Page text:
London carnival stops to remember fire victims

London carnival stops to remember fire victims

London carnival
Carnival performers parade in the sunshine on the main Parade day of the Notting Hill Carnival in west London. (Tolga AKMEN/AFP)

LONDON: London's Notting Hill Carnival, Europe's biggest street festival, came to a standstill on Monday (Aug 28) in the shadow of the charred Grenfell Tower to remember the victims of the deadly fire disaster.

The carnival procession halted and the blaring sound systems fell silent in memory of those killed - at least 80 people - in the June 14 inferno.

"It was a sad moment. We took our time. It was very, very painful," said Odella, a teacher in her 50s, her voice breaking with emotion. "But we remembered the people that died, and so we're here together in a community spirit. It was wonderful," she told AFP.

The west London carnival traces its roots back to Caribbean music festivals in the 1950s after the first surge in arrivals from former British colonies after World War II.

Feathered dancers, steel bands and earth-shaking sound systems featured in the vibrant celebration of British Caribbean culture.

But the two-day festival has been careful to remember the victims of a tragedy which stunned Britain, and took place just a stone's throw away.

The estate where the tower stands was fenced off from the main carnival procession, out of respect for mourners.

The release of dozens of white doves marked the start of the festivities on Sunday, followed by a minute's silence.

"Everybody's been in a sad mood. I've been in a sad mood because I've lost people in there. Everybody who lives in the area has probably lost somebody," said Jenny, a 52-year-old beautician.

"But I think today is a good day. We needed this to bring some happiness ... And the sunshine helps a lot."

Ashley, a 29-year-old bus driver, said it was better to mark the tragedy at the carnival rather than cancelling the festivities, which he said would mean "it gets swept under the carpet and unsaid".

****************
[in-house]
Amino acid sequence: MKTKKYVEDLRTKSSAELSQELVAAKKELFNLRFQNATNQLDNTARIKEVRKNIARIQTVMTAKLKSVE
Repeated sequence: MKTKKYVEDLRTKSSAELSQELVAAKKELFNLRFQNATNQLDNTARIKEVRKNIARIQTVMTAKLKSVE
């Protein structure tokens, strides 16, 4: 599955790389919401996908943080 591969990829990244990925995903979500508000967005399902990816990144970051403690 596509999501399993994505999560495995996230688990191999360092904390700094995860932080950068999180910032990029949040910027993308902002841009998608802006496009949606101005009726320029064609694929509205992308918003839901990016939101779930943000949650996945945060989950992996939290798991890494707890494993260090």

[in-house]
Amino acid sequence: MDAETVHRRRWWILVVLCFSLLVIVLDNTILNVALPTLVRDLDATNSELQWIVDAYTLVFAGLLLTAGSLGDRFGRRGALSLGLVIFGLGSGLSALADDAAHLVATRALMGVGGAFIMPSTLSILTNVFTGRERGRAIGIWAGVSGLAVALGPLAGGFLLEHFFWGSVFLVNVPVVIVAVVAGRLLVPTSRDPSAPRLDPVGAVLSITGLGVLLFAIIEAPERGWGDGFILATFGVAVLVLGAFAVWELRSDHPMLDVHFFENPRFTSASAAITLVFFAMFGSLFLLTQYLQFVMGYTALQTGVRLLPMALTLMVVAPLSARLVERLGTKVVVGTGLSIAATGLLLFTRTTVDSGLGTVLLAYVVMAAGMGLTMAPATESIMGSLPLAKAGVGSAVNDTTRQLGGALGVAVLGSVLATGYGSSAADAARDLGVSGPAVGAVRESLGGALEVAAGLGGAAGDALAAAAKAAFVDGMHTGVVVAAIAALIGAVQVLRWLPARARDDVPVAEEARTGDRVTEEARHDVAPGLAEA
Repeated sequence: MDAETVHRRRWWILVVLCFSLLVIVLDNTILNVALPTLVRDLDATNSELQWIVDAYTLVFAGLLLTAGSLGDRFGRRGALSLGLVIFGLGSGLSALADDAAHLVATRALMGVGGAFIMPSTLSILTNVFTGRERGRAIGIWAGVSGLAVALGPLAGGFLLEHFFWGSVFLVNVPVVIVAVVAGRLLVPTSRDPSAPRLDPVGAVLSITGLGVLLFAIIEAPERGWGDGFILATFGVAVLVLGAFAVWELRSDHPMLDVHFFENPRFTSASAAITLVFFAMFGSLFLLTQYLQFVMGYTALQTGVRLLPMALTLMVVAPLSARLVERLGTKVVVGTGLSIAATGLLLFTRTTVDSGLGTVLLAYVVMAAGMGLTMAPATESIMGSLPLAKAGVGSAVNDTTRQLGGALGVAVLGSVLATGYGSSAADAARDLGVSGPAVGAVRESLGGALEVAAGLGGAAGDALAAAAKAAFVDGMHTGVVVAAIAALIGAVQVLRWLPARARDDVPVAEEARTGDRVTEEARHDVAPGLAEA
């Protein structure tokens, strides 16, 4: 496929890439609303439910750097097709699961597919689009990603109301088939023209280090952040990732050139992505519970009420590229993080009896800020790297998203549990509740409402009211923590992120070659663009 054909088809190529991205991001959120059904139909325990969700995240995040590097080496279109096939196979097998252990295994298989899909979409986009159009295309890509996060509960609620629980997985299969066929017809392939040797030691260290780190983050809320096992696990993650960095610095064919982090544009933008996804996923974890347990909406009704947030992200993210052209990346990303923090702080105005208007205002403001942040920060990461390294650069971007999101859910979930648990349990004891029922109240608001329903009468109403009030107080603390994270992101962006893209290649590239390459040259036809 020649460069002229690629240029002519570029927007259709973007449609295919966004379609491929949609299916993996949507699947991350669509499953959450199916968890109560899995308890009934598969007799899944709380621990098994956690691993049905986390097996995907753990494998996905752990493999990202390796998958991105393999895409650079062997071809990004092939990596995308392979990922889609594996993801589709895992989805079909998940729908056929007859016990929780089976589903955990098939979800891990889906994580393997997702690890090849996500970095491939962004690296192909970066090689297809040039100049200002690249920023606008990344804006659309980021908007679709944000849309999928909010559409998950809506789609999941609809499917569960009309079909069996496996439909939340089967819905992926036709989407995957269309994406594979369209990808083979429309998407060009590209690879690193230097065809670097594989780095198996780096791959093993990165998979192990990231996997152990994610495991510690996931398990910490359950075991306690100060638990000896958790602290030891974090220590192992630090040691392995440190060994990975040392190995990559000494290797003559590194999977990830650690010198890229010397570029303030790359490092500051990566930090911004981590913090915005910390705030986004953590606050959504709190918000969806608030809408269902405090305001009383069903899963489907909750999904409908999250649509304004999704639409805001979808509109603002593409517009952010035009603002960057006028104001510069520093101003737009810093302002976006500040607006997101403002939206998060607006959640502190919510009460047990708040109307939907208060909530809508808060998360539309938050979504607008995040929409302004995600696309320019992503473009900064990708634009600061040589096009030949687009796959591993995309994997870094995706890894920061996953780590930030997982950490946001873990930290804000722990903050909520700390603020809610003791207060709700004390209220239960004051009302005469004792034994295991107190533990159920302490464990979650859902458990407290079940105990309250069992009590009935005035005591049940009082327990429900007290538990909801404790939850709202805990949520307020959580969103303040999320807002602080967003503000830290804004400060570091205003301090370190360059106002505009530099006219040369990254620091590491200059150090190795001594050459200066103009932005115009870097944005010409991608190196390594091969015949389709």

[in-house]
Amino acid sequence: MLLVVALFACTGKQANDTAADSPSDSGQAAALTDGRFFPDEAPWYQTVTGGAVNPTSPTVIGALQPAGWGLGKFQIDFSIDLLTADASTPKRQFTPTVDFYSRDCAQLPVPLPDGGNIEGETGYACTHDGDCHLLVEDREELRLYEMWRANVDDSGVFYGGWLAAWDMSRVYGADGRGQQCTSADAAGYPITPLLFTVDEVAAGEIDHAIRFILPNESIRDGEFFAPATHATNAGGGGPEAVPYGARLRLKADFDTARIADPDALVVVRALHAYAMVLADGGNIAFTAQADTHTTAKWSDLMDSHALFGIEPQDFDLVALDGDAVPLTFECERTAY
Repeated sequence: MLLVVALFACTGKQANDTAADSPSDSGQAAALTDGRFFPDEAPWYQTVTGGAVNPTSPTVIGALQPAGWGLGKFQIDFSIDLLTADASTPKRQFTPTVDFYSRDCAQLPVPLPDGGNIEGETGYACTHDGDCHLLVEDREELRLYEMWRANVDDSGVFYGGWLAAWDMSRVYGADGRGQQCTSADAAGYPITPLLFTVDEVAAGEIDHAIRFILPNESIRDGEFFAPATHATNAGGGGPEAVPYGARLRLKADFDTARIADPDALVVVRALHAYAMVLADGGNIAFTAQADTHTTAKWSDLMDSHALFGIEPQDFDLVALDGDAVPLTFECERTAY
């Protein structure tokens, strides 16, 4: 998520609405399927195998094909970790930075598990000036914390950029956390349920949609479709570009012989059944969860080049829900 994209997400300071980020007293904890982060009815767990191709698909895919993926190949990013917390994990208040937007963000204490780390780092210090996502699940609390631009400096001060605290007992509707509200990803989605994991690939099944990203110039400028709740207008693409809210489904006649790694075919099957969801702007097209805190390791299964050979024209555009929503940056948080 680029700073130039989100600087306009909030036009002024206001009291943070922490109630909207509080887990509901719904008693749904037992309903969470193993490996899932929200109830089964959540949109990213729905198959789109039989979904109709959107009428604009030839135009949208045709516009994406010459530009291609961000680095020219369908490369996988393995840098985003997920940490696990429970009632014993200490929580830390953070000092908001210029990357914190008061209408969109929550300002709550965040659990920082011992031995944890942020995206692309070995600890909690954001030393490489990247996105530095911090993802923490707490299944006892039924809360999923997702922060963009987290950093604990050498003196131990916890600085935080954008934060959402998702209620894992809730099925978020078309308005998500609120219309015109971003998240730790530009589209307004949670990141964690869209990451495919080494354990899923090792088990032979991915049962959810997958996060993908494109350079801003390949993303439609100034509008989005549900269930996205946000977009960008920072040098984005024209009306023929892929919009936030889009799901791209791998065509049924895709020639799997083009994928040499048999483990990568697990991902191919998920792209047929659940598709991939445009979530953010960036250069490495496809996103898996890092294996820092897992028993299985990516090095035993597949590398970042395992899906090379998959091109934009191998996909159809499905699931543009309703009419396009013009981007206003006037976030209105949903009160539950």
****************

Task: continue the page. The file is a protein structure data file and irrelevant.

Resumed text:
"It's better putting it out there," he told AFP. "You still see the posters up: people still need aid, people still need help. It's nice that everyone's gone out of their way and made it a little bit special this year for people, for Grenfell."


Police have said they believe more than 80 people lost their lives in the disaster. To date, 53 victims have been formally identified.

On Sunday, London Mayor Sadiq Khan pledged to "make sure those responsible are held to account".

Clarrie Mendy, a relative of fire victims Khadija Saye and Mary Mendy, said she felt the carnival had been a healing experience for those grieving.

"People came out with respect and with Grenfell in mind. We've told people, 'come and have a good time, we've been fractured but we're healing, come down here and join us in our healing'."

She added: "A lot of people are finding their voice and saying this is the first time since it happened they've actually found a voice to speak."

Along with a heavy police presence for the carnival, steel barriers and concrete blocks were put in place to guard against the threat of a Barcelona-style terror incident.

The London Ambulance Service said it had treated 344 patients during the first day of the festivities, many for alcohol-related injuries.

Police told AFP that 122 arrests were made on Sunday, many for drugs offences. Some 27 arrests had been made in an early count on Monday.

The carnival started in 1966 when local resident Rhaune Laslett organised a "jump up" for local children in Notting Hill, which at the time was considered a slum but is now one of the most expensive areas in London.

Source: AFP/de